Henchard travels back to Weydon-Priors and visits the location of the fair where he made the error of selling his wife and daughter. He visits this place as an act of penance and feels fully the bitterness of his situation. He had planned to travel far away from Casterbridge, but because his mind is on Elizabeth-Jane, he continues circling distantly around the town. He often sneers at himself for this weakness and for caring so deeply about a girl who is not his daughter.
When Henchard returns to Weydon-Priors, the same physical place indicates to the reader that the novel has come full circle. Through the years that have passed, Henchard has changed. The major change is that he has come to love his “daughter” when he once gave up his family members willingly. And yet he is also warped by self-hatred, and by a continuing sense that to be dependent on anyone is weakness.
Henchard obtains work again as a hay-trusser and so finds himself in exactly the same circumstance in life where he found himself twenty-five years earlier. He has no interest, at this point, in attempting to better his situation, as he once did. He often thinks as he works of the people everywhere dying before their time, while he, an outcast who no one will miss, lives on.
Henchard has also lost the ambition that once ruled his life and pushed him to become the mayor of Casterbridge. He sees the loneliness that pervades his life and realizes that he needs others. However, he still is selfish and self-pitying.
One day, Henchard hears the word “Casterbridge” spoken by someone in a passing wagon and runs to the road to inquire about news from the town. He asks about a wedding, and hears that one is taking place on Martin’s Day. He thinks of writing to Elizabeth-Jane, remembering that she had said she wished him to be at her wedding, but he is unsure how to reverse his own self-willed seclusion.
Henchard receives news of Elizabeth-Jane and Farfrae’s wedding, and of Casterbridge, by word of mouth. Despite Henchard’s choice to isolate himself, he is not beyond the reach of society, which has been connected throughout the novel with news and gossip spread by villagers.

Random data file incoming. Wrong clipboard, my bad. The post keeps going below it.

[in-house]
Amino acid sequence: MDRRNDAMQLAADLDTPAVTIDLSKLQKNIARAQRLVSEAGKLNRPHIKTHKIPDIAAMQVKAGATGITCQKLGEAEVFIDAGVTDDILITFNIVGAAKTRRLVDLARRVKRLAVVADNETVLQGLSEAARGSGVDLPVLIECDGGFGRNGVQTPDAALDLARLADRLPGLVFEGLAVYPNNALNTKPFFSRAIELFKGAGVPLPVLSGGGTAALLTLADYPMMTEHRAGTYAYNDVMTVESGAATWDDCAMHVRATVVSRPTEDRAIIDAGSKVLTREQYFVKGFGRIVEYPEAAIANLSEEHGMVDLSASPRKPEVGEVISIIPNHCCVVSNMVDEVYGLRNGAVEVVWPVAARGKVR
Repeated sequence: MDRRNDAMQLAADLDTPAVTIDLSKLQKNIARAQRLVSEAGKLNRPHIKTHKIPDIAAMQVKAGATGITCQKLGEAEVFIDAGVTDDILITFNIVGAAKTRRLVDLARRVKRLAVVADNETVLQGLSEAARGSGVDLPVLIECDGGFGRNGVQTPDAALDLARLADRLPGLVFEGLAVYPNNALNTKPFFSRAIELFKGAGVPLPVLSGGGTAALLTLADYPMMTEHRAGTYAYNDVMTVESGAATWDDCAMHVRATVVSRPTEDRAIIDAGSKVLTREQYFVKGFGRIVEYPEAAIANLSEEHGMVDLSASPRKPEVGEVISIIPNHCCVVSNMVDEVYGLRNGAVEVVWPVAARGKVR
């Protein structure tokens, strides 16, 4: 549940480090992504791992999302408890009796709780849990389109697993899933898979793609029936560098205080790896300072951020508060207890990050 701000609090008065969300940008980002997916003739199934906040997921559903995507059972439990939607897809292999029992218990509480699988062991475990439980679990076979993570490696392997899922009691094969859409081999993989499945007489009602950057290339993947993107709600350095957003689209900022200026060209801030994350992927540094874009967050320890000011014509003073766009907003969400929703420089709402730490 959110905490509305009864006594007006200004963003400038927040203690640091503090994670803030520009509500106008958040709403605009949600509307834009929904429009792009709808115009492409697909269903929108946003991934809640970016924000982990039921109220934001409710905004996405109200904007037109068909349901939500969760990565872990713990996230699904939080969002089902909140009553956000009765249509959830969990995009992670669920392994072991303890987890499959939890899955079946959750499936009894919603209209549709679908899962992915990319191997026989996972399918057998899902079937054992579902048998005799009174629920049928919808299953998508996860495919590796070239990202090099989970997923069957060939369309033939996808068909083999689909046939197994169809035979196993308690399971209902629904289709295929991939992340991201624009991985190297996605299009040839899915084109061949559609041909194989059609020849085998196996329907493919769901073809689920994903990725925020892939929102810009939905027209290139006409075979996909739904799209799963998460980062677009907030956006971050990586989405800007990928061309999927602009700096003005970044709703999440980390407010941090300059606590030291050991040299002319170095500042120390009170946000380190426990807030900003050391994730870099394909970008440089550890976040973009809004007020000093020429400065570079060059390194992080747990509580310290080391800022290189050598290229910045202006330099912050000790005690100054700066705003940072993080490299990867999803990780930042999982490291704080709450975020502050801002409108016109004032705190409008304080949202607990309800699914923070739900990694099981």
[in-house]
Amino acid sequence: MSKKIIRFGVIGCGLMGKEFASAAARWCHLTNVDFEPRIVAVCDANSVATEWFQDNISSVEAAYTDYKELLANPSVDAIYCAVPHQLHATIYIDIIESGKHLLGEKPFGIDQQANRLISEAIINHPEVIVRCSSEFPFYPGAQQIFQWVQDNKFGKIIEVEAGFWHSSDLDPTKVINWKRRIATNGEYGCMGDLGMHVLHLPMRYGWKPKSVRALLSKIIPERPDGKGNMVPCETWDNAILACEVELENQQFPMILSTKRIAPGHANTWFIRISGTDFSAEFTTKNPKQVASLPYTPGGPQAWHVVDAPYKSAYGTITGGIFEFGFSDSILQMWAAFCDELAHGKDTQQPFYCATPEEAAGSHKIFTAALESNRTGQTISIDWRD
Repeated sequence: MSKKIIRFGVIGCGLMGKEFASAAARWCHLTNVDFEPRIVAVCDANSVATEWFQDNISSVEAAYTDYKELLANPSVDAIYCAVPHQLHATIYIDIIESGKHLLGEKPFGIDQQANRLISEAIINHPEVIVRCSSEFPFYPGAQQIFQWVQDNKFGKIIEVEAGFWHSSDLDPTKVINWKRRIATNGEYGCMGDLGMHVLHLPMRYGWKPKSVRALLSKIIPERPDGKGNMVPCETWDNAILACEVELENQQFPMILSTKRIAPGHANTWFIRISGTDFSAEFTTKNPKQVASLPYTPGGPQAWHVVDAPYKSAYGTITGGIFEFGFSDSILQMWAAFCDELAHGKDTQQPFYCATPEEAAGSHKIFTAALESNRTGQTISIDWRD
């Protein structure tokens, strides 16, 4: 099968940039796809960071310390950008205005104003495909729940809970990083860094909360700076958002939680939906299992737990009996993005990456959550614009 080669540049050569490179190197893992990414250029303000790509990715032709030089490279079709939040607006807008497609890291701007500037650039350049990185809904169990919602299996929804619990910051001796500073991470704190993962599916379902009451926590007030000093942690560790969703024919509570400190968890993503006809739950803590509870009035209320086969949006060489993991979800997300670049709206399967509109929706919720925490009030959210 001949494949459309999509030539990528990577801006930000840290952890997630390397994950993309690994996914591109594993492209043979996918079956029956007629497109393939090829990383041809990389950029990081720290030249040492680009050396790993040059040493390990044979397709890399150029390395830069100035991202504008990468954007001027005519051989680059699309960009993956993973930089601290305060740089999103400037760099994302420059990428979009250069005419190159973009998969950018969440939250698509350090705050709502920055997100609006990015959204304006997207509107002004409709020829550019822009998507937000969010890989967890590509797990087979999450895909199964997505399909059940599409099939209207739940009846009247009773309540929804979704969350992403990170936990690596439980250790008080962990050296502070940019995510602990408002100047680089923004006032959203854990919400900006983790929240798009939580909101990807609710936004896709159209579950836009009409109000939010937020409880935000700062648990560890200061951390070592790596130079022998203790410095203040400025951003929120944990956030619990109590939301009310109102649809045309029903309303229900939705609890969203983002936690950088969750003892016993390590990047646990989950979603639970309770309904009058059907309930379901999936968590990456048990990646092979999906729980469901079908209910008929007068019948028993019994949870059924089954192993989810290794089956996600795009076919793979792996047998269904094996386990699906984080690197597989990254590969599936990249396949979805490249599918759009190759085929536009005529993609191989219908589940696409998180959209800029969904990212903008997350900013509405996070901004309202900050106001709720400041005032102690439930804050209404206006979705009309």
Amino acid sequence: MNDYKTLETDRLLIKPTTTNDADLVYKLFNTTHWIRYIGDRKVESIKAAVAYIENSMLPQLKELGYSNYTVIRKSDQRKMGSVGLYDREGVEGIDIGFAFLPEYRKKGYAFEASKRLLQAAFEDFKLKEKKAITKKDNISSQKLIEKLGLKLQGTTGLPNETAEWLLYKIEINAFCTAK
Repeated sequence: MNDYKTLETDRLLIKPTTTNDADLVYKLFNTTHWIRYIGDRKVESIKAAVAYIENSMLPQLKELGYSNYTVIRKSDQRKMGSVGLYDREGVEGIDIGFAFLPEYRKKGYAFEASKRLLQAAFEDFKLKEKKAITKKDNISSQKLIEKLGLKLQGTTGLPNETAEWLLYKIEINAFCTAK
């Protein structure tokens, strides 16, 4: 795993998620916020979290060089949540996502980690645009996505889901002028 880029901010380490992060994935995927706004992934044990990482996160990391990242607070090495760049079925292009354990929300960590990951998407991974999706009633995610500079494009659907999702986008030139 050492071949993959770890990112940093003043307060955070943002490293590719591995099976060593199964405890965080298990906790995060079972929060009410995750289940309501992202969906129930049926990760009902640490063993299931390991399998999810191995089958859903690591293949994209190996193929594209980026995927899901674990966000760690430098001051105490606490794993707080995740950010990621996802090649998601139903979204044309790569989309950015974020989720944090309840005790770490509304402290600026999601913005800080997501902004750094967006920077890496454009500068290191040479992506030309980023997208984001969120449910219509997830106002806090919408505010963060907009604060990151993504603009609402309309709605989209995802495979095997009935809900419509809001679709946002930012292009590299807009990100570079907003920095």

Henchard decides to arrive at the wedding, in the evening, so as to make as little disruption as possible. He travels toward Casterbridge, planning to wear his working suit, the only clothes he owns, to the event. He buys Elizabeth-Jane a gift of a goldfinch in a cage.
Henchard wants to go to the wedding, unable to resist the appeal of seeing Elizabeth-Jane. The gift he buys reflects how he has always seen the girl: a possession in a cage to be admired and enjoyed.
He arrives at Farfrae’s house that evening and sees the lively proceedings within. He can hear Farfrae’s voice singing. The door is open and everything inside is brightly lit. Henchard’s courage fails him. He does not want to appear among such splendor as an embarrassment to Elizabeth-Jane. He enters by the back door instead and sends a servant to pass a message to his stepdaughter.
The liveliness of the wedding party is intimidating to Henchard because he no longer sees himself as part of the world of splendor he once enjoyed. He is outside looking in on success, as Susan and Elizabeth-Jane once gazed in at him at a brightly lit dinner at the Golden Crown.
Henchard watches the dance underway in the other room, and sees one man who dances particularly grandly. This happy man, Elizabeth-Jane’s dance partner for that number, is Newson.
Newson is fulfilling all that Elizabeth-Jane needs in a father, as he dances with her at her wedding.
Elizabeth-Jane appears, having been summoned by the servant. She tells Henchard she might once have cared for him, but she no longer can knowing that he deceived her about her parentage and deceived Newson, her true father, into believing that she was dead. Henchard cannot begin to explain his own limited knowledge and confusion about these matters, but only apologizes for distressing her at such a happy time and swears he will not trouble her again until his dying day.
Elizabeth-Jane shares her changed opinion with Henchard. She has never, before this, directly stood up to her stepfather. She has avoided him, moved away from him, and forgiven him, but she has reached the point when she cannot forgive. This is, despite all he has experienced, the most painful blow to Henchard.